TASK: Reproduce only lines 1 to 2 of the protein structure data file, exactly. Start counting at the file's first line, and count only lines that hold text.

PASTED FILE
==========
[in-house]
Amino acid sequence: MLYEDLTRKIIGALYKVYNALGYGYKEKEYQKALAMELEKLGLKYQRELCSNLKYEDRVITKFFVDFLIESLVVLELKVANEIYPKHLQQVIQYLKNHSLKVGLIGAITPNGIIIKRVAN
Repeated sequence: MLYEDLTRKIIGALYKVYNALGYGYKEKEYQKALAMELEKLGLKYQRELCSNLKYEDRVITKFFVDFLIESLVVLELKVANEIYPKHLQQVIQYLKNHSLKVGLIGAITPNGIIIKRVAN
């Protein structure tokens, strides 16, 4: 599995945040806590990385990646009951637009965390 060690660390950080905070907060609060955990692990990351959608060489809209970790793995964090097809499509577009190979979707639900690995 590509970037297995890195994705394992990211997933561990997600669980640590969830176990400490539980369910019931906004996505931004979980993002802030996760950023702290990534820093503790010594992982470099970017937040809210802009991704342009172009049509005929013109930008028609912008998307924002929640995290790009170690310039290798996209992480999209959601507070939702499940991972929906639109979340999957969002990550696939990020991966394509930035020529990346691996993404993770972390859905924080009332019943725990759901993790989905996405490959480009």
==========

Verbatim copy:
[in-house]
Amino acid sequence: MLYEDLTRKIIGALYKVYNALGYGYKEKEYQKALAMELEKLGLKYQRELCSNLKYEDRVITKFFVDFLIESLVVLELKVANEIYPKHLQQVIQYLKNHSLKVGLIGAITPNGIIIKRVAN